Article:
Mon, September 06, 2010
Sports > Tennis & Golf > The US Open 2010

Nadal, Venus move on at US Open

2010-09-04 08:27:59 GMT2010-09-04 16:27:59 (Beijing Time)  SINA.com

Venus Williams returns a shot against Mandy Minella of Luxembourg during the US Open in New York City. Williams, with injured world number one sister Serena watching from the stands, ripped Luxembourg's Mandy Minella 6-2, 6-1 in 74 minutes to book a fouth-round matchup against Israel's Shahar Peer.« Read less (AFP/Getty Images/File/Nick Laham)

Venus Williams returns a shot against Mandy Minella of Luxembourg during the US Open in New York City. Williams, with injured world number one sister Serena watching from the stands, ripped Luxembourg's Mandy Minella 6-2, 6-1 in 74 minutes to book a fouth-round matchup against Israel's Shahar Peer.« Read less (AFP/Getty Images/File/Nick Laham)

Venus Williams returns a shot against Mandy Minella of Luxembourg during the US Open in New York City. Williams, with injured world number one sister Serena watching from the stands, ripped Luxembourg's Mandy Minella 6-2, 6-1 in 74 minutes to book a fouth-round matchup against Israel's Shahar Peer.« Read less (AFP/Getty Images/File/Nick Laham)

Venus Williams brought the glitter. Rafael Nadal brought the grit.

On a Friday night that felt like bonus tennis at the U.S. Open, Williams and Nadal performed like players on a mission — maybe trying to outhustle a hurricane that never showed, or maybe, in Williams' case, trying to finish in time to catch the end of cocktail hour.

Wearing a black sequined dress she designed as a tribute to New York, the third-seeded Williams outclassed qualifier Mandy Minella of Luxembourg 6-2, 6-1.

Also dressed in black from head to toe, the top-seeded Nadal handled the hustle and shotmaking of Denis Istomin with a 6-2, 7-6 (5), 7-5 victory highlighted by Rafa's rally from 5-1 down in the second-set tiebreaker.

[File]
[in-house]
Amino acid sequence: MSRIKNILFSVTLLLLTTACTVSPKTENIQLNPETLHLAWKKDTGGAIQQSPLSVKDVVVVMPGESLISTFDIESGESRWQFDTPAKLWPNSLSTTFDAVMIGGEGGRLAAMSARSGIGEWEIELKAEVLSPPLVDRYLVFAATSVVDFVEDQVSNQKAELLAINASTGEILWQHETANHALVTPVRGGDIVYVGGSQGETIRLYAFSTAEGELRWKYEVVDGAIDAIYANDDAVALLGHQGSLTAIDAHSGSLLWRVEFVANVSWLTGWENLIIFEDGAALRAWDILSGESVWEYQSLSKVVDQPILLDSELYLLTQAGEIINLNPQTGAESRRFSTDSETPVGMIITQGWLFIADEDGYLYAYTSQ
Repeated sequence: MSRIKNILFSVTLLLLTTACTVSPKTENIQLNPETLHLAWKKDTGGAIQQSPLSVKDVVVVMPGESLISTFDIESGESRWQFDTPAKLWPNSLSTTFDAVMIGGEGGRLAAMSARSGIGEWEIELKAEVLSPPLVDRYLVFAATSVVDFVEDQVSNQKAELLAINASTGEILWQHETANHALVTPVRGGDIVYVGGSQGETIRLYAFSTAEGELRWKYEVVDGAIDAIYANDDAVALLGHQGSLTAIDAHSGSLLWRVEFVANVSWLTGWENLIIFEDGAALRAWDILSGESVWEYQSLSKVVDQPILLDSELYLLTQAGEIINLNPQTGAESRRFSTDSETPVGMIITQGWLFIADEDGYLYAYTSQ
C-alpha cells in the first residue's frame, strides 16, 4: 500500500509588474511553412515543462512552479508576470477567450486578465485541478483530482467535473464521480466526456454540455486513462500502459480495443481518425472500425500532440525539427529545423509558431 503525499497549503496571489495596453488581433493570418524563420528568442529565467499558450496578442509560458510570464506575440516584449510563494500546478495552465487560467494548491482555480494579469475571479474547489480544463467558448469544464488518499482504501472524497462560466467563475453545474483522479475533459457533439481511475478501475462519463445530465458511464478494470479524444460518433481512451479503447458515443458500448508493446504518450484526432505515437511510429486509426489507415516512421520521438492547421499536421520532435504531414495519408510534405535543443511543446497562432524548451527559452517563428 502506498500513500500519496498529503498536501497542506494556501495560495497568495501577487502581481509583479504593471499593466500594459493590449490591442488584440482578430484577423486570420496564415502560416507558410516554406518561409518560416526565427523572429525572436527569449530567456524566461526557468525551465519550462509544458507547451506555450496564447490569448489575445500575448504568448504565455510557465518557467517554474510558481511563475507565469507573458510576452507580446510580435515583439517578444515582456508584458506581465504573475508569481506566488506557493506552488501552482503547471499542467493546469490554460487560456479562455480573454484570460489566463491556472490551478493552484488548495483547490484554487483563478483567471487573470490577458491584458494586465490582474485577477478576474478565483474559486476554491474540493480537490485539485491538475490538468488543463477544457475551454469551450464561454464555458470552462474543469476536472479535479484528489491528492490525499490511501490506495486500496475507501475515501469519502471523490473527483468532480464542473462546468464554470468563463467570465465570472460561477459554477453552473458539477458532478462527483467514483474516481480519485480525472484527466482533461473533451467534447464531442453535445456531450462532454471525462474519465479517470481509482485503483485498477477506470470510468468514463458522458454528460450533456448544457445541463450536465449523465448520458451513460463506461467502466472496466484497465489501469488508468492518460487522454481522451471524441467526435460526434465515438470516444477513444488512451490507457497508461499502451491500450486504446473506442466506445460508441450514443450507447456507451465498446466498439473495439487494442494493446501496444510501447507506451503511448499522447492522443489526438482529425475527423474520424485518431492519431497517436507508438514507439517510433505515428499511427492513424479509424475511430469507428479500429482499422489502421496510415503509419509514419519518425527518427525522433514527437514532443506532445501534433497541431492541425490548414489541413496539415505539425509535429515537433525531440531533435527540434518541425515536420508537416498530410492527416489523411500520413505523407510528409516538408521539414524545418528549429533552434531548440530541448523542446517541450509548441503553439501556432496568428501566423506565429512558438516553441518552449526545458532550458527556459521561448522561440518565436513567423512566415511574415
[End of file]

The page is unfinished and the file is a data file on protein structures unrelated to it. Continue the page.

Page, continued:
Then off into the night they went — closing out the schedule on a day that was billed as a washout in the making but finished without a hitch, save a 25-minute rain delay in the afternoon that resulted from the small, and only, band from Hurricane Earl to sneak into the city.

A fortunate turn in the weather for Nadal, who caught the unfortunate end of the tournament's backloaded schedule. This was only his second-round match, and to win his first U.S. Open title, he'll now have to win six times in 10 days. A rainout Friday would have eliminated one of those days of rest.

"That's the U.S. Open and they do what they think is better, I think, for everybody," Nadal said. "I accept the rules. If I have to play second round on Friday, I play second round on Friday. No discussion of that."

Nadal had to dig deep at the end of the second set, after Istomin skidded — and left a 10-foot-mark — then did the splits to get to a drop shot and hit a cross-court backhand winner that will go down as one of the best shots of the tournament. With the crowd going crazy, Nadal also clapped to show his respect ... then went about winning the next six points to take the set.